Segments From this episode
Shriners Hospitals for Children are struggling to stay open due to falling membership and tapped funds. Today, the group will decide whether to close some of its facilities. Alisa Roth reports.
Equatorial Guinea's GDP has increased more than 5,000 percent since it discovered huge offshore oil reserves in the early 1990's. But Human Rights Watch says the country's half a million people haven't seen that wealth. Gretchen Wilson reports.
Earlier this week, we heard more government stimulus may be on the way. Stacey Vanek-Smith talks to economics correspondent Chris Farrell, who explores critics' concerns over another stimulus plan.
Officials are trying to find the source of a new wave of cyber attacks on Web sites in the U.S. and South Korea. There's speculation that North Korea is behind the attacks, but sourcing a cyber offensive can be tricky. Dan Grech reports.
Many G8 leaders have signed on for dramatic cuts in greenhouse gas emissions, but not everyone is on board. Bill Radke talks to Mark Kenber of The Climate Group, who released a report on steps industrialized nations can take to reach short-term energy goals.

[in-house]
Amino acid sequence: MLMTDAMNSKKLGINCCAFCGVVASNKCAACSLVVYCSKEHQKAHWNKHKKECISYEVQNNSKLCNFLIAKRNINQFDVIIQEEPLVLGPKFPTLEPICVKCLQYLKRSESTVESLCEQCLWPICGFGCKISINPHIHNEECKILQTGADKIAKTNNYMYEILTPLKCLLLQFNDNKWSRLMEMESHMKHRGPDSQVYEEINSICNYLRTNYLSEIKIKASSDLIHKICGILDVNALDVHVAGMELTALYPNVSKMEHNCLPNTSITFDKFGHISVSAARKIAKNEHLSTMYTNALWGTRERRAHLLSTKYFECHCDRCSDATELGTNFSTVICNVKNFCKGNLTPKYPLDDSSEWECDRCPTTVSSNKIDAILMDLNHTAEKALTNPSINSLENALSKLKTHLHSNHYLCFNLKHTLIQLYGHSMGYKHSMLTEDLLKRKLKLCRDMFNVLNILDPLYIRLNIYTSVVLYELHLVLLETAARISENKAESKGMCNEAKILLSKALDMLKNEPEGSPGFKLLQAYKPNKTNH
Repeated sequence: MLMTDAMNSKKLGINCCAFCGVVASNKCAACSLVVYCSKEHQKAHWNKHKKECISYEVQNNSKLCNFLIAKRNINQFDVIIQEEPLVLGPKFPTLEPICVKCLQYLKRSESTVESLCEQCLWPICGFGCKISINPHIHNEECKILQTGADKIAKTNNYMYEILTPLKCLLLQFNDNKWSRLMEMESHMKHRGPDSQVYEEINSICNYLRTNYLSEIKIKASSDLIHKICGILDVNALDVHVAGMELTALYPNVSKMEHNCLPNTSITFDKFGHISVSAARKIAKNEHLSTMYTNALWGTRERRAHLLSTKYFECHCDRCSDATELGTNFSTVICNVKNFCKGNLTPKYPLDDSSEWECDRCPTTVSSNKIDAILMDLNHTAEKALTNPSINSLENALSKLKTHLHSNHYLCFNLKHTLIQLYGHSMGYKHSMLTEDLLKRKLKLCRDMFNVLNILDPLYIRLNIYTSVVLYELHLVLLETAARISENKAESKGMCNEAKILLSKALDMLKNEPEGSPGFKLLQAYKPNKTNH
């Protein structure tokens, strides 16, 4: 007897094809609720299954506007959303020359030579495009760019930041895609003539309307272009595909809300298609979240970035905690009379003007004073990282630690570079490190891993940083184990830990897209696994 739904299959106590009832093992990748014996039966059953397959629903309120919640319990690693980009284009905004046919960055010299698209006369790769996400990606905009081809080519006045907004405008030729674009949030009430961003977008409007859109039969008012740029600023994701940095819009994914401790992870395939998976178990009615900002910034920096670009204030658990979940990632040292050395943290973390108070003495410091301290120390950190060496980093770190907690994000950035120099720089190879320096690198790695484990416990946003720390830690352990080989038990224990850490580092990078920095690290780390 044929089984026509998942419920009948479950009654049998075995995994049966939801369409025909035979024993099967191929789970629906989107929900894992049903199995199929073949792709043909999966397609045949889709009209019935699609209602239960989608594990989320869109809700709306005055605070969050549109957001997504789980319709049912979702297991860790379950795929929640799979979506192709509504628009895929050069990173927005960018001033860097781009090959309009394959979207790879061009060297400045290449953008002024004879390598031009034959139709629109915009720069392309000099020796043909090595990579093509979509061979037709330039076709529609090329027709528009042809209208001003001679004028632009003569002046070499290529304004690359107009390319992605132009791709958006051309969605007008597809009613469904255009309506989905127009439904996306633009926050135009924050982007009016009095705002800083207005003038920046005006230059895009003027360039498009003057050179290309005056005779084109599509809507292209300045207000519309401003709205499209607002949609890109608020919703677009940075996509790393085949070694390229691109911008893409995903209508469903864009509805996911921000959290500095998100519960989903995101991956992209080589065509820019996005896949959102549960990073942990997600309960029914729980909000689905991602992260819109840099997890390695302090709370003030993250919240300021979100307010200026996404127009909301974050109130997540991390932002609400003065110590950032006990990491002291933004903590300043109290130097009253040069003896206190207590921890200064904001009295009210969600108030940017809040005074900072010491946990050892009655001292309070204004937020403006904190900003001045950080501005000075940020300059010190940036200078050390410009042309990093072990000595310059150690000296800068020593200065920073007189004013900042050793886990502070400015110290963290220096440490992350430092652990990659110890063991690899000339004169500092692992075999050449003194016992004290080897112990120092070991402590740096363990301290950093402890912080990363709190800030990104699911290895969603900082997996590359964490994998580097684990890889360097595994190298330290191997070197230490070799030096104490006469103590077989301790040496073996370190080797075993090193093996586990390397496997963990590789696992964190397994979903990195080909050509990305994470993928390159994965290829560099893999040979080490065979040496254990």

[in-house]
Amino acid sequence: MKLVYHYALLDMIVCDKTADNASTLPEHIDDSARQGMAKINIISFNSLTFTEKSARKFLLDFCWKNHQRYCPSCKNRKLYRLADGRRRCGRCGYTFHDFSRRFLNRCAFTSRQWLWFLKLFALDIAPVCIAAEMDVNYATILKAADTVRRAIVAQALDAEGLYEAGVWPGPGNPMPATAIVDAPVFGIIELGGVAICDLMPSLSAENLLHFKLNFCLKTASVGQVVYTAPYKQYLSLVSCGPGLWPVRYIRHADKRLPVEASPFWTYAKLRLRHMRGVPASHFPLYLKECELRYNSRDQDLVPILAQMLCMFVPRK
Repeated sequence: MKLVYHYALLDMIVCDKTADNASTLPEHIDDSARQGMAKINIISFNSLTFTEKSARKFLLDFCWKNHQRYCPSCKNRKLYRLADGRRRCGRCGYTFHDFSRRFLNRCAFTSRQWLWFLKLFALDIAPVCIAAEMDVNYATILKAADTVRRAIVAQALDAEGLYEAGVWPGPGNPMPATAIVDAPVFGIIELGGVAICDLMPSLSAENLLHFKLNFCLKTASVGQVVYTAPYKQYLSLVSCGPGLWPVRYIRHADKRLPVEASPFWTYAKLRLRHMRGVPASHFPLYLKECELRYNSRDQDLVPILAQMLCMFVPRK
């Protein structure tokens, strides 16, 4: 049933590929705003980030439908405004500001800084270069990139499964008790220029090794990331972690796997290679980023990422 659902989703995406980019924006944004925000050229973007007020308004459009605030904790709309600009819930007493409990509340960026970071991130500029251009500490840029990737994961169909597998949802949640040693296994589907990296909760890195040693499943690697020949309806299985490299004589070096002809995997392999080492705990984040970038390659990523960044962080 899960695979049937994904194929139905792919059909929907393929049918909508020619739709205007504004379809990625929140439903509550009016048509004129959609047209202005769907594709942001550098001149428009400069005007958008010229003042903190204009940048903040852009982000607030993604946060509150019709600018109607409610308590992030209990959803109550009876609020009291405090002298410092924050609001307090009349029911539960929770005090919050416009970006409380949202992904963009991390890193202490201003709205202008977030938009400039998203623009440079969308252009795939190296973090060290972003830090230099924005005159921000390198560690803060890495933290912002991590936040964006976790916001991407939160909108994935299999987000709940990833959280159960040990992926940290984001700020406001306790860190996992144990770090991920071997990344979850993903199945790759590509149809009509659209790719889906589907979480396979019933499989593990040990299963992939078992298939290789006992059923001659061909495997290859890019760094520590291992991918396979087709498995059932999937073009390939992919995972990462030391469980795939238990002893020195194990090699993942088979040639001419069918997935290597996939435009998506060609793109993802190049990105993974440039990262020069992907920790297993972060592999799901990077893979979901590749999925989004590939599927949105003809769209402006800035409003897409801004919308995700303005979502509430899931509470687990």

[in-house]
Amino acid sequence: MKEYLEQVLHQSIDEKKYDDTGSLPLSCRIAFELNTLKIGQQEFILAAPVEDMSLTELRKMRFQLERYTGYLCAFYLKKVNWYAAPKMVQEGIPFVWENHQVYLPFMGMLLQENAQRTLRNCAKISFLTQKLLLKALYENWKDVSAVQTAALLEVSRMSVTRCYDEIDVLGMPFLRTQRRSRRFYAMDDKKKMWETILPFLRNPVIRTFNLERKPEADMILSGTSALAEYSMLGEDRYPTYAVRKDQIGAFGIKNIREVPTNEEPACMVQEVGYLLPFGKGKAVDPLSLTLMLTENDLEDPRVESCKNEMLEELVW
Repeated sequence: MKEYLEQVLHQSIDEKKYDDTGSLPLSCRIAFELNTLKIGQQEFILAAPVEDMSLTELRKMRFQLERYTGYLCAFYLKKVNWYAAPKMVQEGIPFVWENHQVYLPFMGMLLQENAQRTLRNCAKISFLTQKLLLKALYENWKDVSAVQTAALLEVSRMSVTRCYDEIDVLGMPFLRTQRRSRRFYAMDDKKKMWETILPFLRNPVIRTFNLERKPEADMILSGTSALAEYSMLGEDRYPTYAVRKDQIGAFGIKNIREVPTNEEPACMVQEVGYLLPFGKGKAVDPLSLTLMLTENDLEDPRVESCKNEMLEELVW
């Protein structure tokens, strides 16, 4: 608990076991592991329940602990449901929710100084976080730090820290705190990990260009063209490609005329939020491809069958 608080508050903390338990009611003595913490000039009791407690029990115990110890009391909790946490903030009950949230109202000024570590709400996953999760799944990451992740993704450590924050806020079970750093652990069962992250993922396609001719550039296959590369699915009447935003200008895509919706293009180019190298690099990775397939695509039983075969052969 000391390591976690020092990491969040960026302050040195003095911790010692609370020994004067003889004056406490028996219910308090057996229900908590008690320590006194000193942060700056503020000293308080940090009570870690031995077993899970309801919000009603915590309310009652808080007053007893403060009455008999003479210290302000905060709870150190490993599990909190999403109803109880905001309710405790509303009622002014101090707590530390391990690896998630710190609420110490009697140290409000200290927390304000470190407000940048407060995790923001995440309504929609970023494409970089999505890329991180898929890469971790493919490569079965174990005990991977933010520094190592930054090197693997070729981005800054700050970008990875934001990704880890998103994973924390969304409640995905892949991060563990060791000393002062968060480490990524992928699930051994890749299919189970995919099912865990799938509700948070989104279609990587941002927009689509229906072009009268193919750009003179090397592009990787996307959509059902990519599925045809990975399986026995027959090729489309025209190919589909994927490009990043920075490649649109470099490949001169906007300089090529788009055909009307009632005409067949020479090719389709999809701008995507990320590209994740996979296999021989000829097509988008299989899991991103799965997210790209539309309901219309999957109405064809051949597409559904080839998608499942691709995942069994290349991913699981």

Employers are increasingly scaling back company perks in order to save on costs. But some experts say this can damage employee loyalty. Alex Cohen reports why it's a smart move to keep some benefits.
Oil is down from last week, but still a lot higher than it's been in recent months. That jump in price has had a lot to do with speculators. Bob Moon examines the role speculators plays in influencing oil prices.
California has issued about $3 billion worth of IOUs this month. But starting tomorrow, many financial institutions, like JP Morgan Chase and Bank of America, say they're going to stop accepting them. Dan Grech reports.
Bill Radke talks to professor Peter Sommer, cyber terrorism expert at the London School of Economics and Political Science, about how difficult it is to assess who's behind the South Korean Web site attacks.
Retail sales for the month of June are out, and they're not looking so good. But indicators do show that the pace of layoffs is slowing. Stacey Vanek-Smith gets more market analysis from Diane Swonk of Mesirow Financial.
British police have launched an inquiry into one of Rupert Murdoch's newspapers. Reporters there are being accused of hacking into people's cell phones to get scoops. Stephen Beard reports.
Marketplace Morning Report for Thursday, July 9, 2009